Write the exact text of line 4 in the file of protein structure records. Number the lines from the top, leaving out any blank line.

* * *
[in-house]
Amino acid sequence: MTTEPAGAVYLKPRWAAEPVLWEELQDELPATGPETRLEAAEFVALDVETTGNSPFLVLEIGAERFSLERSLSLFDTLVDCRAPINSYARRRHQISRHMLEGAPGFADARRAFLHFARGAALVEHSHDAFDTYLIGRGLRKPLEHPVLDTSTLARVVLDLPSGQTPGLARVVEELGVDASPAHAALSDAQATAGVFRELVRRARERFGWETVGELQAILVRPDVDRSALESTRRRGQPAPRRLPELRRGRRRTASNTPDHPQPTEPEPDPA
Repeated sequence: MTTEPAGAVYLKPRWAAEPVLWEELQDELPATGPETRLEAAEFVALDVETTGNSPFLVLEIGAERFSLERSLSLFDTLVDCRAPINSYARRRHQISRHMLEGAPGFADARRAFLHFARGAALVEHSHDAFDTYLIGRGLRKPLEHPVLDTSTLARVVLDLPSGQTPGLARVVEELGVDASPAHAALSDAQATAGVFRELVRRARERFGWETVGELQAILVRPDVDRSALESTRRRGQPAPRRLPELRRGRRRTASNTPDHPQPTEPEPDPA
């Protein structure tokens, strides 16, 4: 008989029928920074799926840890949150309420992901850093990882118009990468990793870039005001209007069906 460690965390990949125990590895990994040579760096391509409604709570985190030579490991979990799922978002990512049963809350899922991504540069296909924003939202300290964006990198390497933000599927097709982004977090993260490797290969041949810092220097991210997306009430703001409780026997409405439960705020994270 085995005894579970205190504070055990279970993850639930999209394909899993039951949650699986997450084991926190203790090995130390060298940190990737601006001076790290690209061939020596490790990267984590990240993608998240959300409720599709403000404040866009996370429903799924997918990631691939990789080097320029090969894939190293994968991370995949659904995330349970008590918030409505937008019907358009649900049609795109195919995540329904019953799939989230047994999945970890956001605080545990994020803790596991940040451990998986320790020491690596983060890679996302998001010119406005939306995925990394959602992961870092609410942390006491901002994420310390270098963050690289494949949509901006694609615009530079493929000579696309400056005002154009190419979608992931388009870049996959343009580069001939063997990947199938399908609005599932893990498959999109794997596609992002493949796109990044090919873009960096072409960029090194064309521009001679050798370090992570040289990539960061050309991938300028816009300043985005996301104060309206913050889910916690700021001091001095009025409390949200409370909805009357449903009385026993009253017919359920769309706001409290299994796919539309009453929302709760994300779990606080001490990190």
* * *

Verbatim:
């Protein structure tokens, strides 16, 4: 008989029928920074799926840890949150309420992901850093990882118009990468990793870039005001209007069906 460690965390990949125990590895990994040579760096391509409604709570985190030579490991979990799922978002990512049963809350899922991504540069296909924003939202300290964006990198390497933000599927097709982004977090993260490797290969041949810092220097991210997306009430703001409780026997409405439960705020994270 085995005894579970205190504070055990279970993850639930999209394909899993039951949650699986997450084991926190203790090995130390060298940190990737601006001076790290690209061939020596490790990267984590990240993608998240959300409720599709403000404040866009996370429903799924997918990631691939990789080097320029090969894939190293994968991370995949659904995330349970008590918030409505937008019907358009649900049609795109195919995540329904019953799939989230047994999945970890956001605080545990994020803790596991940040451990998986320790020491690596983060890679996302998001010119406005939306995925990394959602992961870092609410942390006491901002994420310390270098963050690289494949949509901006694609615009530079493929000579696309400056005002154009190419979608992931388009870049996959343009580069001939063997990947199938399908609005599932893990498959999109794997596609992002493949796109990044090919873009960096072409960029090194064309521009001679050798370090992570040289990539960061050309991938300028816009300043985005996301104060309206913050889910916690700021001091001095009025409390949200409370909805009357449903009385026993009253017919359920769309706001409290299994796919539309009453929302709760994300779990606080001490990190």